In Balochistan, there are 12,000 state-owned schools and 7,000 of these only employed one teacher. In Punjab, 25 percent of schools remain totally or partially without basic facilities. Despite this funding shortfall, governments continue to financially support elite class English medium schools, which charge high fees.

English is not generally well-taught outside elite schools

Elite private schools teach most subjects, such as sciences and social sciences, in English, but in other schools, teachers tend to lack reading, writing, speaking, or listening abilities in English due to inadequate training and other opportunities.  In addition, the syllabuses, teaching methods, assessment techniques and delivery of course materials vary greatly from school to school.  

In 2013, 2014 and 2015, around half of all secondary school pupils failed English language subjects. In government-run secondary schools, the failure rate in English was 35.95 percent (2011–2015), whereas failure rates in Urdu and Pakistan Studies were as low as 2.2 percent and 3.61 percent respectively. In addition, 92 percent of those who took the Central Superior Services (CSS, or civil service) tests did not pass because their English was not good enough.

The implication of these figures is that, due to English being the main language in competitive exams, large numbers of students do not sit the exams and among those who do, the students who pass are mainly from elite English schools. This demonstrates the inequality between elite families and others who are unable to send their children to English schools. If Urdu was adopted as an official language for all these kinds of exams, competition would rise and the inequality gap would be reduced.

English and other subjects taught in English are prioritised by higher education institutions, so English skills are essential for students wanting to pursue higher education. Approximately 150 universities and colleges in Pakistan offer master’s degrees in Urdu compared to almost twice that offering master’s degrees in English. In addition, there are only seven highly recognised (known as y-category) Urdu research journals recognised by the Higher Education Commission, compared with many more in English; and only 461 Urdu PhD theses compared with more than 15,000 theses in English. English is main medium of thesis writing in all fields, except Urdu and Islamic studies, conducted from 1970-2021 in various public/private sector universities in Pakistan.

Our national language needs to be properly adopted

Genuine and serious efforts are needed to raise public awareness about the value of Urdu as the national language and to provide the groundwork for the replacement of English with Urdu. English continues to dominate the official working environment. English is used for executive, legislative, and judicial purposes even after 70 years of Pakistan’s decolonisation and despite a Supreme Court ruling in 2015 that federal and provincial governments use Urdu for official purposes. Under this ruling, all government officials were required to deliver speeches in Urdu, even if abroad on an official mission, but then-Prime Minister Nawaz Sharif himself flouted the directive.

The world’s top economies, with high standards of living and political power, take education delivered in the national language seriously. Those whose national language is not English, offer English and/or other international languages as optional subjects.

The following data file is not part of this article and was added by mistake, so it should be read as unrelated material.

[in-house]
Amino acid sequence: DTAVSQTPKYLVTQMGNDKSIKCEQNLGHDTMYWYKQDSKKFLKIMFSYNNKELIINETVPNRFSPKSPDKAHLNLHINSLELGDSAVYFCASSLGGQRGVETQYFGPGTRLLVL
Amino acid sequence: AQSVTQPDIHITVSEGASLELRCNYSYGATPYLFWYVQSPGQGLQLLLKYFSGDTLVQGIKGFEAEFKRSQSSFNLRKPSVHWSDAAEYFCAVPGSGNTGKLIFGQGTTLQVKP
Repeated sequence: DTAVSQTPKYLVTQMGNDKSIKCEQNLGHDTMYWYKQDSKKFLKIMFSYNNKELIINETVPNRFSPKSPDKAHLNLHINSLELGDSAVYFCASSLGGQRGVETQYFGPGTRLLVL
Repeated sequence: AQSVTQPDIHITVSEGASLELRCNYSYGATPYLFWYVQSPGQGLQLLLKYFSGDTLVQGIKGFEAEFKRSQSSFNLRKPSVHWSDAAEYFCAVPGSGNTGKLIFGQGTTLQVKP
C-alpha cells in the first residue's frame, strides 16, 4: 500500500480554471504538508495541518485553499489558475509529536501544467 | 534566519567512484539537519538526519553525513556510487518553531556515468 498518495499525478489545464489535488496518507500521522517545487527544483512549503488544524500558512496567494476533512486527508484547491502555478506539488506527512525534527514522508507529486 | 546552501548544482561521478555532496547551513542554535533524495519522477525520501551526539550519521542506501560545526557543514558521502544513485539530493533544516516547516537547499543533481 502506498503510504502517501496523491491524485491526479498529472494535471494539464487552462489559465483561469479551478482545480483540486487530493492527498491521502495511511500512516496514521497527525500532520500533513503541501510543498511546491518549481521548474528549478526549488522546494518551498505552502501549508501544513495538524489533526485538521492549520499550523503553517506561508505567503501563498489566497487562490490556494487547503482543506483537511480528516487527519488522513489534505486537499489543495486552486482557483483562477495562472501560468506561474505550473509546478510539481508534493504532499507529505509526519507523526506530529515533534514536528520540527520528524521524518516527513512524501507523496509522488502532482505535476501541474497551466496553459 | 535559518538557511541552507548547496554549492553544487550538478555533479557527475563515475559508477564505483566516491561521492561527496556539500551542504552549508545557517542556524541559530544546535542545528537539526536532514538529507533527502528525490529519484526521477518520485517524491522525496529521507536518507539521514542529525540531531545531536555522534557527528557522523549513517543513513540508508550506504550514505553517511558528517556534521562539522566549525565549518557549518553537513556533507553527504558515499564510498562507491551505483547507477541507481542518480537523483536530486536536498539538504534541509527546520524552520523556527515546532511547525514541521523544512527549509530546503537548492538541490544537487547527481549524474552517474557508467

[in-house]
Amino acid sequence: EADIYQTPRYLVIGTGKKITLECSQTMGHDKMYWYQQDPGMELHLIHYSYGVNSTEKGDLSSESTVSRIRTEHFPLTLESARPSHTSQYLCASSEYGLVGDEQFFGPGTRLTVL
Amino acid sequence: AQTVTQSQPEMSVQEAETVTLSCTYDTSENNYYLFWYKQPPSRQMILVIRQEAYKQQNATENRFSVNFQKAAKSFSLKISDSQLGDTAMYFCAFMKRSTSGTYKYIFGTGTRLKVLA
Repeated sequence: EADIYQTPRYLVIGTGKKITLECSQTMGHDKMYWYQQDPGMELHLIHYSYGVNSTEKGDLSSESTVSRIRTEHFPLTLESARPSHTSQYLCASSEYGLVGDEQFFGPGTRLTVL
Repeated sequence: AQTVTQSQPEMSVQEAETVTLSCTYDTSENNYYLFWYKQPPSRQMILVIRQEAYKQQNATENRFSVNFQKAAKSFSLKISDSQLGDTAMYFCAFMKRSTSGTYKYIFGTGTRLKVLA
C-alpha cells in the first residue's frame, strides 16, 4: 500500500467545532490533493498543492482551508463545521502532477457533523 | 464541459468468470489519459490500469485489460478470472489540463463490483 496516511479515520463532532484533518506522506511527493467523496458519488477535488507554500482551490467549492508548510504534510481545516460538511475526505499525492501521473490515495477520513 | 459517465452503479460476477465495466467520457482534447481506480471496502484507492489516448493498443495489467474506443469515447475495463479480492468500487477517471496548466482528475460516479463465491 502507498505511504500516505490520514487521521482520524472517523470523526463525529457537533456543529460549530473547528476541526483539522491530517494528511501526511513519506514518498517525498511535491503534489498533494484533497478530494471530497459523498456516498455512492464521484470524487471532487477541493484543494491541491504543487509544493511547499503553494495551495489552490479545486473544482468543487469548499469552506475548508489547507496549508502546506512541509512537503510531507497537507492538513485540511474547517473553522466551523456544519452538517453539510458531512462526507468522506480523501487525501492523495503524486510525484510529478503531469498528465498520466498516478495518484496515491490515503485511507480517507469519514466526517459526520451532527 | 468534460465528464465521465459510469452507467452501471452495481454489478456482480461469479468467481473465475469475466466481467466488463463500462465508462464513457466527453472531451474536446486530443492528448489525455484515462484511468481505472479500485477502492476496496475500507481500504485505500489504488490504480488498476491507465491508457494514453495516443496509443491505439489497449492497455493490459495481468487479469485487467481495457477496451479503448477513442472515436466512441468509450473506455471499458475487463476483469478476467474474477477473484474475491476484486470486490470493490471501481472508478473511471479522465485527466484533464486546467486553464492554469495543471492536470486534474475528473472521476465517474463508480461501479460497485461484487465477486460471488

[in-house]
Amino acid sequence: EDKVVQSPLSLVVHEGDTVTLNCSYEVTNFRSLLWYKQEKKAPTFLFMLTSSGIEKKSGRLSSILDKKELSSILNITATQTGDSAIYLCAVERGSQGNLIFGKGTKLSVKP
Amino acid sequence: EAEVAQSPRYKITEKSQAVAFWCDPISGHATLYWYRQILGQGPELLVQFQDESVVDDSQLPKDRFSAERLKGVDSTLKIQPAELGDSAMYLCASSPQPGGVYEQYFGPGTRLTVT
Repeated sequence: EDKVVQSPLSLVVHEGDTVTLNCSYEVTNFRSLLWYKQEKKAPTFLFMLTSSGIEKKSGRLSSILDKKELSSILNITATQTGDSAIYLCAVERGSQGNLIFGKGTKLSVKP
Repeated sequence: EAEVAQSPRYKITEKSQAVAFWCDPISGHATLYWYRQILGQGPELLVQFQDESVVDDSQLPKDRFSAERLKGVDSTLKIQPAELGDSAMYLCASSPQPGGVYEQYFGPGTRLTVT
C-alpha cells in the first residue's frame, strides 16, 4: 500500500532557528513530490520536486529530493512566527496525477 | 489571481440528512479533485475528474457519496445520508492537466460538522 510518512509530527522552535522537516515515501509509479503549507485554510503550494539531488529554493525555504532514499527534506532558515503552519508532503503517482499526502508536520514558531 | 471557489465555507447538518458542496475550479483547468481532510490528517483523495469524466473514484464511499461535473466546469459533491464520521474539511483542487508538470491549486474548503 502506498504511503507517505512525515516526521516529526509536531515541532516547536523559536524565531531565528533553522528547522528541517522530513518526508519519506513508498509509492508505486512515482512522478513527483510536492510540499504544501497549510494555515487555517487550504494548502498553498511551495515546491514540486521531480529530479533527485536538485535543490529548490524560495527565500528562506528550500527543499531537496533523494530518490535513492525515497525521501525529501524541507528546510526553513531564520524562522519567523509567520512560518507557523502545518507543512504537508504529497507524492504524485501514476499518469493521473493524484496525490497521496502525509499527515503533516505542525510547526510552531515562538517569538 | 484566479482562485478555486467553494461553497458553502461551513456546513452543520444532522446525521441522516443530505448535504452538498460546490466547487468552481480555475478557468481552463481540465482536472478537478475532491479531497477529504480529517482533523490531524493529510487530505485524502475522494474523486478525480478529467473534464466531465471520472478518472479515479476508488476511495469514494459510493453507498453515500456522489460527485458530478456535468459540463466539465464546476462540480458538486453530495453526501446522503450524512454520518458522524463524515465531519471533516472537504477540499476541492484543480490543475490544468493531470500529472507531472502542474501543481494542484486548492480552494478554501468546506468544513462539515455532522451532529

A high-quality education is required to develop creative and visionary minds. Most Pakistani students, even highly motivated ones who receive good marks in exams from rote learning, find it difficult to apply their knowledge to real world challenges. This explains why Pakistan cannot boast of many scientists, mathematicians and other critical and creative thinkers.

Pakistan’s three-tiered education system produces predictable outcomes: graduates of religious seminaries take up careers in preaching, mainstream education leads to clerical and similar jobs, and elite English education produces students who take the highest-paying jobs with rank and honour.

How to properly adopt Urdu as the official language of Pakistan

The National Language Authority’s revised recommendations in 2005 for the adoption of Urdu as the official language must be put into place as soon as possible. The Pak Urdu Schools system, set up by Minhaj Education Society, is an example of how this can be done. Students are taught all subjects using Urdu as the medium of instruction. English as a subject is compulsory, and in science-related subjects the technical and scientific terms are given in brackets in English, which will enable students to compete nationally and internationally.

Further, I believe the following action should be taken:

  • The government should conduct all events, programmes, meetings and correspondence in Urdu.
  • All documents of national importance should be translated into Urdu.
  • Official forms related to government, semi-government and private institutions should be in the national language.
  • Books of all disciplines should be translated into Urdu (with technical terms retained in brackets in English).
  • Translation bureaus should be set up in order to translate all books into Urdu, especially books on science and technology.
  • Universities should offer translation studies programmes.

We need to promote Urdu as the national language of Pakistan because all nations advance materially, economically and scientifically when they educate students in their national language.

The author is chairman of the board of governors of the Minhaj Education Society and Deputy-Chairman of the board of governors of the Minhaj University Lahore.

Image: A street scene in Lahore. Credit: Francisco Anzola/Flickr. This image has been changed since publication.


English inequality language education policy national language Urdu